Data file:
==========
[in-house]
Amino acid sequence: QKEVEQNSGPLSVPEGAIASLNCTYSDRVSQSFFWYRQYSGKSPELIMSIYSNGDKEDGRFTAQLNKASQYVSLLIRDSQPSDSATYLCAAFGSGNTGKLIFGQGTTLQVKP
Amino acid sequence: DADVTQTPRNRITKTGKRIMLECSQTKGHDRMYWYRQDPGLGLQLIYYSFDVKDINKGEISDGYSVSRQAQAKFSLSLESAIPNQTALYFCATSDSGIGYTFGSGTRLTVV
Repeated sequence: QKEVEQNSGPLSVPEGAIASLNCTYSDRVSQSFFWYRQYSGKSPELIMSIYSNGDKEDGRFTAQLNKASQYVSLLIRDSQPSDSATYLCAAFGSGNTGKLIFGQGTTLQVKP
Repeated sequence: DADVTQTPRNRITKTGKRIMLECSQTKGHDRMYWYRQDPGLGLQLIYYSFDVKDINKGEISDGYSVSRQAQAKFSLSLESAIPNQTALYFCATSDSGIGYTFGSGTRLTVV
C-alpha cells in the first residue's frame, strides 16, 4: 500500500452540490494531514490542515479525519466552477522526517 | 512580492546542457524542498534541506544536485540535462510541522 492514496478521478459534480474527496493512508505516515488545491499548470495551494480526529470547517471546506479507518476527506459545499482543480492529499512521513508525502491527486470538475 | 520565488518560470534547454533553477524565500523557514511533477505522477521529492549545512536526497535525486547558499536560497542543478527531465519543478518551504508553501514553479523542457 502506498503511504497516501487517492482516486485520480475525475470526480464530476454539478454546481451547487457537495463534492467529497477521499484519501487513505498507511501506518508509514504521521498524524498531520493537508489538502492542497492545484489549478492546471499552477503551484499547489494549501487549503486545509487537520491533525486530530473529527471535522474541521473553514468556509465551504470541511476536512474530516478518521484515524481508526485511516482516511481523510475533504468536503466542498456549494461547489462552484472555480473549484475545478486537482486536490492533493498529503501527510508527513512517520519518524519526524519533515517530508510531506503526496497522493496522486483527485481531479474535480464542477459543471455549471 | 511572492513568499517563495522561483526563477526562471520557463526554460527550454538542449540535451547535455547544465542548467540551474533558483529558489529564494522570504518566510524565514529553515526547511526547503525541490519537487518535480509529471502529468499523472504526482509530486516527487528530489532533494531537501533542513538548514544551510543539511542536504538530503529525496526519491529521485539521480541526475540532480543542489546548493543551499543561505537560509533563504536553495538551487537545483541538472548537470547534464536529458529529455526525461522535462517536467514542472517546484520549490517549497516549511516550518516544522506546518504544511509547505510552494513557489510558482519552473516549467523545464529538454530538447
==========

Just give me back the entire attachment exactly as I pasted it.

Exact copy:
[in-house]
Amino acid sequence: QKEVEQNSGPLSVPEGAIASLNCTYSDRVSQSFFWYRQYSGKSPELIMSIYSNGDKEDGRFTAQLNKASQYVSLLIRDSQPSDSATYLCAAFGSGNTGKLIFGQGTTLQVKP
Amino acid sequence: DADVTQTPRNRITKTGKRIMLECSQTKGHDRMYWYRQDPGLGLQLIYYSFDVKDINKGEISDGYSVSRQAQAKFSLSLESAIPNQTALYFCATSDSGIGYTFGSGTRLTVV
Repeated sequence: QKEVEQNSGPLSVPEGAIASLNCTYSDRVSQSFFWYRQYSGKSPELIMSIYSNGDKEDGRFTAQLNKASQYVSLLIRDSQPSDSATYLCAAFGSGNTGKLIFGQGTTLQVKP
Repeated sequence: DADVTQTPRNRITKTGKRIMLECSQTKGHDRMYWYRQDPGLGLQLIYYSFDVKDINKGEISDGYSVSRQAQAKFSLSLESAIPNQTALYFCATSDSGIGYTFGSGTRLTVV
C-alpha cells in the first residue's frame, strides 16, 4: 500500500452540490494531514490542515479525519466552477522526517 | 512580492546542457524542498534541506544536485540535462510541522 492514496478521478459534480474527496493512508505516515488545491499548470495551494480526529470547517471546506479507518476527506459545499482543480492529499512521513508525502491527486470538475 | 520565488518560470534547454533553477524565500523557514511533477505522477521529492549545512536526497535525486547558499536560497542543478527531465519543478518551504508553501514553479523542457 502506498503511504497516501487517492482516486485520480475525475470526480464530476454539478454546481451547487457537495463534492467529497477521499484519501487513505498507511501506518508509514504521521498524524498531520493537508489538502492542497492545484489549478492546471499552477503551484499547489494549501487549503486545509487537520491533525486530530473529527471535522474541521473553514468556509465551504470541511476536512474530516478518521484515524481508526485511516482516511481523510475533504468536503466542498456549494461547489462552484472555480473549484475545478486537482486536490492533493498529503501527510508527513512517520519518524519526524519533515517530508510531506503526496497522493496522486483527485481531479474535480464542477459543471455549471 | 511572492513568499517563495522561483526563477526562471520557463526554460527550454538542449540535451547535455547544465542548467540551474533558483529558489529564494522570504518566510524565514529553515526547511526547503525541490519537487518535480509529471502529468499523472504526482509530486516527487528530489532533494531537501533542513538548514544551510543539511542536504538530503529525496526519491529521485539521480541526475540532480543542489546548493543551499543561505537560509533563504536553495538551487537545483541538472548537470547534464536529458529529455526525461522535462517536467514542472517546484520549490517549497516549511516550518516544522506546518504544511509547505510552494513557489510558482519552473516549467523545464529538454530538447